[GRAPHIC NOVELIST, MEDICAL ILLUSTRATOR]
Making dolls seemed quicker
You can wash them off if they get bloody
The University of Michigan gave you fifteen thousand dollars to make them
Phoebe Gloeckner began her career as a medical illustrator who published comics on the side in volumes such as Twisted Sisters: A Collection of Bad Girl Art, and also did experimental illustration for work such as J. G. Ballard’s The Atrocity Exhibition. In 1998, she published her first book, A Child’s Life and Other Stories, a comics collection that has at its center several hard-hitting semiautobiographical stories featuring a character named Minnie. Her next book, The Diary of a Teenage Girl: An Account in Words and Pictures (2002), takes place in 1970s San Francisco and focuses on one year of fifteen-year-old Minnie’s life—a year in which she starts an affair with her mother’s predatory boyfriend, gets kicked out of several schools, runs away to join Polk Street’s gay and drug subculture, and draws many comics. Diary, the most unabashed record of teenage sexuality I can think of, is a remarkable formal object, roughly half Gloeckner’s actual diary from the time and half narrative she formed as an adult. The story moves forward in both prose and comics sections, seamlessly alternating back and forth, while also featuring many spot and full-page illustrations. (The New York Times wrote that Gloeckner “is creating some of the edgiest work about young women’s lives in any medium.”)
Gloeckner’s current project is another formally experimental take on young women’s lives, but it focuses on the murders of women in Ciudad Juárez, Mexico. Gloeckner first traveled to Juárez in 2003 to research her “graphic reportage,” La Tristeza, which was commissioned for the volume I Live Here, edited by the actress Mia Kirshner (Pantheon, 2008). Gloeckner started off drawing scenes of murder. She eventually developed a three-dimensional sculpting and modeling technique whereby she poses dolls that she creates—they are felted wool with wire armatures, and have styled hair and meticulously detailed clothes Gloeckner sews—in scenes in elaborate quarter-scale sets. She photographs them and then digitally integrates the doll faces with human features. The images are at once fascinating and highly unsettling. Currently an art professor at the University of Michigan, Gloeckner was inspired to embark upon a larger project focusing on the Juárez–El Paso border area. She has visited Juárez more than a dozen times in the past several years, and made close connections with the family of a murdered girl, Maria Elena Chávez Caldera, who remains the inspiration for her forthcoming book.
Our conversation took place in her Ann Arbor studio, where she builds and photographs her sets—and where her three-legged cat, Pipsqueak, hides out—for two days in December 2009. Gloeckner’s studio occupies the top floor of her house. We were frequently joined by her eleven-year-old daughter, Persephone, who improved my life by initiating me into the world of Twilight (Phoebe calmly sewed doll clothes as we screamed at the screen). I caught up with Gloeckner again in New York City at a performance of The Diary of a Teenage Girl, a new play adapted by Marielle Heller, who also stars as Minnie. Phoebe noted that she had seen the play four and half times already, and wasn’t sick of it. “Diane [Noomin, editor of Twisted Sisters] asked me tonight, how can you watch this? Don’t you feel destroyed? Because she was really affected by it. Every time I see it I forget that it’s my own reality, and to me it becomes someone else’s story that I’m experiencing.”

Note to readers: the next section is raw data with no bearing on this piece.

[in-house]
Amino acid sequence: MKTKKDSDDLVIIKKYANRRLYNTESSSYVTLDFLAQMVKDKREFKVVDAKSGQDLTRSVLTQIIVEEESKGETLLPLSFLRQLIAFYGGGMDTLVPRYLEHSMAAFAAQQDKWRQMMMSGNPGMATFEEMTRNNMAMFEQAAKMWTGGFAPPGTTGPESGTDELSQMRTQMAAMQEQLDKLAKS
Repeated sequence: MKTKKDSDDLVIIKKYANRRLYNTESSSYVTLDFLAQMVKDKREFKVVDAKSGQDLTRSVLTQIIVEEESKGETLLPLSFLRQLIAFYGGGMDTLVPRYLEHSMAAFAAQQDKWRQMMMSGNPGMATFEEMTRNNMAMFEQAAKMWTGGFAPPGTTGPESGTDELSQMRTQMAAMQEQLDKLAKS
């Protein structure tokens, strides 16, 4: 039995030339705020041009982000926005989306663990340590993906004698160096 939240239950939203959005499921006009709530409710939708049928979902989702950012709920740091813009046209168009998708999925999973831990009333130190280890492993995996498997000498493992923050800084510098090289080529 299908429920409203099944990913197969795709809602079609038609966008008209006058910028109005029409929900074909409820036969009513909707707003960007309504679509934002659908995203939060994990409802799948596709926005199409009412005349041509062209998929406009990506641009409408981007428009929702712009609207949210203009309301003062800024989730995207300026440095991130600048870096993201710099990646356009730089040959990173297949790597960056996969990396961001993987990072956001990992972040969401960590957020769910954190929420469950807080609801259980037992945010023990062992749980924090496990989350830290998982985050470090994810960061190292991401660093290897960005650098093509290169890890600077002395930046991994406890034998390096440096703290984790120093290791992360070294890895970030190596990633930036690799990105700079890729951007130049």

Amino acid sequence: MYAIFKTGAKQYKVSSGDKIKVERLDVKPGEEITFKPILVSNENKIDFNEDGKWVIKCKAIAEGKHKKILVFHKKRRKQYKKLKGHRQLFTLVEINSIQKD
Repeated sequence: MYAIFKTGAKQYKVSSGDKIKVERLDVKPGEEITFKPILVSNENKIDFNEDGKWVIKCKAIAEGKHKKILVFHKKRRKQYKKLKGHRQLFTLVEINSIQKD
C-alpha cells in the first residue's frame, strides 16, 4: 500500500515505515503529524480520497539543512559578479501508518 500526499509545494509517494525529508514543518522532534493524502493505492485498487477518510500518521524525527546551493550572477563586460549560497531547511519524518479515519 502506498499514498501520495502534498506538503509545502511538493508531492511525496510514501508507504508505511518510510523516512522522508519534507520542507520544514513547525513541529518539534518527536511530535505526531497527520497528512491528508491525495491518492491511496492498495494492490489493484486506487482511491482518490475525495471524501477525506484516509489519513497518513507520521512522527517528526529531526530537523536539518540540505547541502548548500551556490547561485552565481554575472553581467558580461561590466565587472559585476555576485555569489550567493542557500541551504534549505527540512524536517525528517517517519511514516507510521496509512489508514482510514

THE BELIEVER: How did you decide to focus on one girl for the project about Juárez you’re working on now?
PHOEBE GLOECKNER: When I first went down there, we met all these families of girls who had been murdered, and it was really hard for me. My older daughter at that time was a young teenager, and I was thinking, All these other girls were that age, and so you can’t help but relate immediately to these mothers who are bursting into tears. And besides that there was just this incredible poverty. Some of the families were so poor that we were sitting in the house—there’s this dirt floor. There’s no plumbing. There’s no water. There’s electricity tapped from some wire someplace, and there’s a sandstorm blowing wind, so you can’t go outside, and the wind is coming right through the house, because it’s just discarded wood with cardboard tacked on the other side, like old boxes, and they had lived there for, like, ten years. It’s like nothing improves.
At the most I had thirty pages to do the story, and I felt like I couldn’t possibly address all the things I was thinking and feeling in those pages. And so I decided that I was going to do something longer. I don’t want to do that kind of short thing—encapsulate life. You have a little slice of life of this poor suffering person and you feel like you know everything, but nothing ever happens. Nothing comes of it. I wanted to go back to Juárez. I wanted to really somehow be a lot closer to it than I was. The separation really bothered me.
And I decided to focus on this one girl for the longer story. The reason I chose her was because we had met a lot of people, and a lot of families, and most of them came and showed us pictures of their kid. They would save newspaper clippings talking about when she was missing, and some of them even had videos and things, and lots of things to tell, stories to tell, report cards, everything. And this one girl, her parents had nothing. They had no picture of her, not one picture, and then finally her mother said, “Well, we do have one picture, but the police took it to make the missing poster, and they didn’t give it back to us.” So the only picture they had of her says missing right across her forehead. It was a Xerox copy.
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